Thursday, August 11, 2016

Wake Up, Sheeple! Part 1: Germain Pellissier and the Wiltern

I love music more than life itself, and have been to many, MANY shows. Consequently, I know Southern California venues pretty well.

I was completely shocked - in the best possible way - to discover that two of them had French connections.

Germain Pellissier was born September 24, 1849 in Saint-Paul, France, and left at age 16 after his father died. Pellissier arrived in San Francisco in 1867 and soon moved to Los Angeles. Like so many other transplants, he was young - just 18 when he arrived.

Land was still plentiful and inexpensive at the time, allowing young Pellissier to set himself up in the sheep business, importing French and Australian breeds to improve wool production - and, in time, make real estate investments. He became a naturalized citizen in 1879.

Sources disagree over whether Pellissier owned 140, 156, 200, or 400 acres west of the original pueblo, but we do know that his considerable land holdings included the modern-day intersection of Wilshire Boulevard and Western Avenue, purchased in 1882. Wilshire and Western didn't even exist in those days, but Pellissier knew that Los Angeles proper, then several miles away and comprising much of modern-day downtown, would eventually need to expand. In the meantime, he used this land as a grazing pasture for some of his sheep (he also grazed sheep in Kern County and Ventura County).

In 1887, when the Southern California land boom hit, Pellissier was proven right, and parceled out some of his land. Developers called it "Pellissier Square." By the 1920s, Wilshire and Western was considered the busiest intersection in Los Angeles (the city traffic commission deemed it the busiest in the world). Today, the intersection is part of Koreatown.

Pellissier's descendants continued to own the land long after his death, and grandson Henry de Roulet commissioned the Pellissier Building - one of the city's most beautiful Art Deco buildings - which opened its doors in 1931. The Wiltern Theater, which is part of the Pellissier Building, was a movie theater for many years, and is now one of Southern California's most beloved live music venues.

On a personal note, when I went to my first Wiltern show, I could barely focus on the band (and THAT is saying something!) because the venue is SO beautiful. I have been to Versailles, the Louvre, Buckingham Palace, and St. Peter's Basilica, and to me, the Wiltern has them all beat.

According to Pellissier's death notice, there was an earlier Pellissier building, commissioned by Germain himself, standing at the corner of Seventh and Olive. Originally, it was a house, and Pellissier rented out the ground floor to a saloon. In 1887, he built a hotel on the site. Like so much of LA's history, it is long gone. I have been unable to find a reference to which corner it occupied. The intersection currently boasts jewelry stores, a 7-11, and (shocker) more parking.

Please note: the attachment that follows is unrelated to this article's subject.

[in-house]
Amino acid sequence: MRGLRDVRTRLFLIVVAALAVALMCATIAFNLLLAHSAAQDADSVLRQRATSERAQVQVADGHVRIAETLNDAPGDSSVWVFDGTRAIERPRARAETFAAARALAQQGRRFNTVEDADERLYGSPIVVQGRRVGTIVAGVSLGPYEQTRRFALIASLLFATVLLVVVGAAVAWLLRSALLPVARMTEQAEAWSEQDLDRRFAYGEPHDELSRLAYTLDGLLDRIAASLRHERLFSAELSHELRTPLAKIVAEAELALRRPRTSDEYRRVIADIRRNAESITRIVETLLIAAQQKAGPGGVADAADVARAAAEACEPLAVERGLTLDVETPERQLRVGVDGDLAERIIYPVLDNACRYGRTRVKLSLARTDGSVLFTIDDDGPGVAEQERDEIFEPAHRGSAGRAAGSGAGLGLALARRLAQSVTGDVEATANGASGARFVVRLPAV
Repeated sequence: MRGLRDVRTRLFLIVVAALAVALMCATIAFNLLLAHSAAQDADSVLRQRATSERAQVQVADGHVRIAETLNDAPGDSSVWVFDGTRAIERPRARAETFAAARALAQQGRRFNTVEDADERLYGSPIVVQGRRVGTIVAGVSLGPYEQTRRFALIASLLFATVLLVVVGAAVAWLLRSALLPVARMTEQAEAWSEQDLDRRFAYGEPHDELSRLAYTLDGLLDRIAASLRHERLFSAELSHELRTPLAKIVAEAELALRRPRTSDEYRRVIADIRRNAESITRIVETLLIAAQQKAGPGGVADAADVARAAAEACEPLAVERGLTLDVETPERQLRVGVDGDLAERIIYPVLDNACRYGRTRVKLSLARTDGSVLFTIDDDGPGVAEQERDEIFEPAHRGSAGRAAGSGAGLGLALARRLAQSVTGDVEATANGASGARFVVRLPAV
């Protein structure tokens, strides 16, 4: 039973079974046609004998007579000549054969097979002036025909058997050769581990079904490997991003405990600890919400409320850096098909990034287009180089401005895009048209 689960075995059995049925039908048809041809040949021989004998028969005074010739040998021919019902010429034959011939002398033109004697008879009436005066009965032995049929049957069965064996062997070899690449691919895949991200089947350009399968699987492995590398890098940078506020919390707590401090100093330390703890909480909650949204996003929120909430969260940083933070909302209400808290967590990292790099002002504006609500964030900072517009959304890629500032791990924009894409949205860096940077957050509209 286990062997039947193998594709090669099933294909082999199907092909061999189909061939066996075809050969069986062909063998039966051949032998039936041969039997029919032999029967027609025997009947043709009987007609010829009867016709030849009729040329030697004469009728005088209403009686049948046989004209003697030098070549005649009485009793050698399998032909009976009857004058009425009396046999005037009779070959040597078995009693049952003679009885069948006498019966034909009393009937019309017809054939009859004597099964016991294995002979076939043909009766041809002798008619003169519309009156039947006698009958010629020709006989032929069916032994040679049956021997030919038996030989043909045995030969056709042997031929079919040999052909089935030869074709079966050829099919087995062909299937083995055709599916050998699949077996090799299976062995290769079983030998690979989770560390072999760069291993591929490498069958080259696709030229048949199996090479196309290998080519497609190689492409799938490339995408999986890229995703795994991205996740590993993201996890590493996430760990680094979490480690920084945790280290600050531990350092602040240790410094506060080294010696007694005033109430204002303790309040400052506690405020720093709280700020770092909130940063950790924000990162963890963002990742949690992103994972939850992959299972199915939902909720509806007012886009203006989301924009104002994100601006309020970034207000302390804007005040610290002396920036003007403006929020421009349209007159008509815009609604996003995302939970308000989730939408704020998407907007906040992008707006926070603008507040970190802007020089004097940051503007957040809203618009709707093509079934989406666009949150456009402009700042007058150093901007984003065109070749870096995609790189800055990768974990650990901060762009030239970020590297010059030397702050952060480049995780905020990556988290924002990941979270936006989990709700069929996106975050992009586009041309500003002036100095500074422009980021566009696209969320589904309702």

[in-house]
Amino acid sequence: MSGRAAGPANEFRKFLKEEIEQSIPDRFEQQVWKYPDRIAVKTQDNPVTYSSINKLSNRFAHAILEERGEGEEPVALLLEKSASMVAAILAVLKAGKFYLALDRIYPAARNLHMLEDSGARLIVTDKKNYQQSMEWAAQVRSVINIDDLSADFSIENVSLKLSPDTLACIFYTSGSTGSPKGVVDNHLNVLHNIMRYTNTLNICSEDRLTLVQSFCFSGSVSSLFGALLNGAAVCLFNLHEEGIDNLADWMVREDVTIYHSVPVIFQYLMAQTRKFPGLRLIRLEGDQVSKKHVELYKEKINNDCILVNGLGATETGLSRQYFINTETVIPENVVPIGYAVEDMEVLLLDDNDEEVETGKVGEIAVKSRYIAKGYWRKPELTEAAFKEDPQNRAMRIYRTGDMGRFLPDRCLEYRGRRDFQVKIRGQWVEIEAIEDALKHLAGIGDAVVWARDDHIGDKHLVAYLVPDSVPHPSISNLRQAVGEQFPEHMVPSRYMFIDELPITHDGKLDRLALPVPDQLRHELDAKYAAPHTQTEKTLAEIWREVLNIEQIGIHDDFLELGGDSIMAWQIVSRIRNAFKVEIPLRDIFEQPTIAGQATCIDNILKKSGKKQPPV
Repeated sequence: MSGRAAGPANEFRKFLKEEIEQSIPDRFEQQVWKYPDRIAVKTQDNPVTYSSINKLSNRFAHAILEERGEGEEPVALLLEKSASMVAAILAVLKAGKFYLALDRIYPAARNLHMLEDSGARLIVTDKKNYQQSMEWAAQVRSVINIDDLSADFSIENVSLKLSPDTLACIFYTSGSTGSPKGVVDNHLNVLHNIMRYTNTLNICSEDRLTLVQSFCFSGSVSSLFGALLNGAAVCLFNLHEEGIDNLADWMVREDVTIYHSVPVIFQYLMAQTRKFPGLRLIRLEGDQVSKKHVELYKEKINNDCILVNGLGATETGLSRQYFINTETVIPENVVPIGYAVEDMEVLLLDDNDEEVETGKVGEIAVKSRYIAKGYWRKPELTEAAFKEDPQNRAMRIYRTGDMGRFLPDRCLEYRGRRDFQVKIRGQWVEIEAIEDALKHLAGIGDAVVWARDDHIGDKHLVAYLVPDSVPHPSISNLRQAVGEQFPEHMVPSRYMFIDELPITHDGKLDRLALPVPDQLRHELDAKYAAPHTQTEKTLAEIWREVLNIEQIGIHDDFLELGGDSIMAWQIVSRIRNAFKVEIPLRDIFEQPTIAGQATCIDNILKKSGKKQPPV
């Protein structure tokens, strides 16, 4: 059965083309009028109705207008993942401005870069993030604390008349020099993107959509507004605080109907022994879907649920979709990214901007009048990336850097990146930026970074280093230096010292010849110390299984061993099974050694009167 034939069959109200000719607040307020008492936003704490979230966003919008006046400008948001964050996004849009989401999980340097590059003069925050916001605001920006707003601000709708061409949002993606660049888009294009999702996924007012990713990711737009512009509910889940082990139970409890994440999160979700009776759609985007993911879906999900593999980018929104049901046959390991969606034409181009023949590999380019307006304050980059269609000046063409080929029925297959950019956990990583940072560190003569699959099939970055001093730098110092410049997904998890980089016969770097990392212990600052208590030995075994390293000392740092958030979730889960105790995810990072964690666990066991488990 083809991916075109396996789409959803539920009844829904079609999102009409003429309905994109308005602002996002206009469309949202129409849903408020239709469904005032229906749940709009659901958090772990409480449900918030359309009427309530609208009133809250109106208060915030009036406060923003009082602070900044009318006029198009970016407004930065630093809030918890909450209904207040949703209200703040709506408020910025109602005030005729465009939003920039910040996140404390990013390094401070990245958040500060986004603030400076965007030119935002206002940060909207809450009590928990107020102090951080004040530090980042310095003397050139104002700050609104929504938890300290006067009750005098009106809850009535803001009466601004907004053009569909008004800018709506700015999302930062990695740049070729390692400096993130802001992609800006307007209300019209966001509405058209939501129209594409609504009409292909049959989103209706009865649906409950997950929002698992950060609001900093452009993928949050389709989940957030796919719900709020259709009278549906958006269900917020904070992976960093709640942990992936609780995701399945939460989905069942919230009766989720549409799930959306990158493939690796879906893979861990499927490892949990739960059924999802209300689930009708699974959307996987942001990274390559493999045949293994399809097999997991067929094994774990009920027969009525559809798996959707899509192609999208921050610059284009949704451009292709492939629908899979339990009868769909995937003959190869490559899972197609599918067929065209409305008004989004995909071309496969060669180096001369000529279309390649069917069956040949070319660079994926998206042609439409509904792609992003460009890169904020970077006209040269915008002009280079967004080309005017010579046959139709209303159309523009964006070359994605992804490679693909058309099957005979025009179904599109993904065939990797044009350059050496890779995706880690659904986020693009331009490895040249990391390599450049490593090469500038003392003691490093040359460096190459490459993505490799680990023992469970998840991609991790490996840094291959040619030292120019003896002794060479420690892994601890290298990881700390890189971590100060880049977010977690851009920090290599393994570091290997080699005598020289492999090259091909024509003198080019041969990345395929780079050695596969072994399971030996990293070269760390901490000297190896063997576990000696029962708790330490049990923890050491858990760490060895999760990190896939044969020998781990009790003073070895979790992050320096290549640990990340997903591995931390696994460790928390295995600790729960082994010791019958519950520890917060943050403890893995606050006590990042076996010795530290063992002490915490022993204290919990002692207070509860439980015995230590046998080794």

Like so many other French transplants, Pellissier did have a few relatives join him in Los Angeles. His nephews Francois - "Frank" to his Yankee friends - and Anton got into the dairy business, with Frank eventually relocating to Whittier, where land was still plentiful. Frank's house on Workman Mill Road stood roughly where Rio Hondo College's athletic fields are today, and the Pellissiers owned much of modern-day Whittier and the Puente Hills before urban expansion put an end to the Pellissier Dairy in 1971. Today, Pellissier Place in City of Industry and Pellissier Road in Whittier still bear their name, as does a Rio Hondo College scholarship awarded in the name of Frank's wife, Marie Valla Pellissier.

Between sheep ranching and real estate, Germain Pellissier became one of California's richest men. He and his wife Marie (née Darfeuille) were known to be active in the French Benevolent Society. They had four children - Marie Louise (born in 1877), Léon (born in 1888), Louise (born and died in 1890), and Adelaide (born in 1892).

Léon Pellissier died in 1901 at age 12. His headstone at Calvary Cemetery, shared with Germain, is entirely in French and states "Il s'est envolé vers le ciel ayant a peine touché la terre." (In English, this means "He flew to heaven barely having touched the ground.")

Pellissier lived at 191 Olive Street, near the northeast corner of Olive and 2nd. In his later years, he lived at 697 Cahuenga Street.

Germain Pellissier died January 15, 1908 at his home on Cahuenga Street at the age of 58. He was survived by his wife and daughters Marie-Louise and Adelaide, and is buried in Calvary Cemetery with Léon. Louise, interred at the original Calvary Cemetery in 1890, was reburied with her father and brother.

The house on Olive Street is long gone. A multi-level parking garage takes up the entire block. I somehow doubt any of the people parking there and walking to the Walt Disney Concert Hall just across Grand Avenue have ANY clue about the shrewd sheep rancher who lived there.

Next time: another LA music venue with ties to a notable French family.

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